Seeing Titan

Shrouded in a thick atmosphere, Saturn’s largest moon Titan really is hard to see. Small particles suspended in the upper atmosphere cause an almost impenetrable haze, strongly scattering light at visible wavelengths and hiding Titan’s surface features from prying eyes. But Titan’s surface is better imaged at infrared wavelengths where scattering is weaker and atmospheric absorption is reduced. Arrayed around this visible light image (center) of Titan are some of the clearest global infrared views of the tantalizing moon so far. In false color, the six panels present a consistent processing of 13 years of infrared image data from the Visual and Infrared Mapping Spectrometer (VIMS) on board the Cassini spacecraft orbiting Saturn from 2004 to 2017. They offer a stunning comparison with Cassini’s visible light view. NASA’s revolutionary rotorcraft mission to Titan is due to launch in 2027. via NASA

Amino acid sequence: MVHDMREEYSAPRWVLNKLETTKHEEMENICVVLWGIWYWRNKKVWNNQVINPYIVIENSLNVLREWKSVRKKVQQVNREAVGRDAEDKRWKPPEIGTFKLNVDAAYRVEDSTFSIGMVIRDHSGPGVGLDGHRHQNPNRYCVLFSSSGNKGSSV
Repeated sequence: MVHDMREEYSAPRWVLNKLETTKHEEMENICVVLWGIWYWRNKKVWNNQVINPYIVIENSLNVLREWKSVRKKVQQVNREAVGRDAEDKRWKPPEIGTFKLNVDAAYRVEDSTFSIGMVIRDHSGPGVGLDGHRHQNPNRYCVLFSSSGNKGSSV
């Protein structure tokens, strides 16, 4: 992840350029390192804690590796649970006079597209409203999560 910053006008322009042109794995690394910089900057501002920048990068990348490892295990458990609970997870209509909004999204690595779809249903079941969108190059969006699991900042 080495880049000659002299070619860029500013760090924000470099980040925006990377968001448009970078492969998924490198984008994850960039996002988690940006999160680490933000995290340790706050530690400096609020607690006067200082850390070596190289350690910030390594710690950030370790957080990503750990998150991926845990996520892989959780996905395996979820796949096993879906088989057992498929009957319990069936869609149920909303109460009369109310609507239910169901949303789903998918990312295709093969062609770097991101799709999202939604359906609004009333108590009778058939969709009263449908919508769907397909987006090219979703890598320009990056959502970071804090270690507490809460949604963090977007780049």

NGC 4372 and the Dark Doodad

The delightful Dark Doodad Nebula drifts through southern skies, a tantalizing target for binoculars toward the small constellation Musca, The Fly. The dusty cosmic cloud is seen against rich starfields just south of the Coalsack Nebula and the Southern Cross. Stretching for about 3 degrees across the center of this telephoto field of view, the Dark Doodad is punctuated near its southern tip (upper right) by yellowish globular star cluster NGC 4372. Of course NGC 4372 roams the halo of our Milky Way Galaxy, a background object some 20,000 light-years away and only by chance along our line-of-sight to the Dark Doodad. The Dark Doodad’s well defined silhouette belongs to the Musca molecular cloud, but its better known alliterative moniker was first coined by astro-imager and writer Dennis di Cicco in 1986 while observing Comet Halley from the Australian outback. The Dark Doodad is around 700 light-years distant and over 30 light-years long. via NASA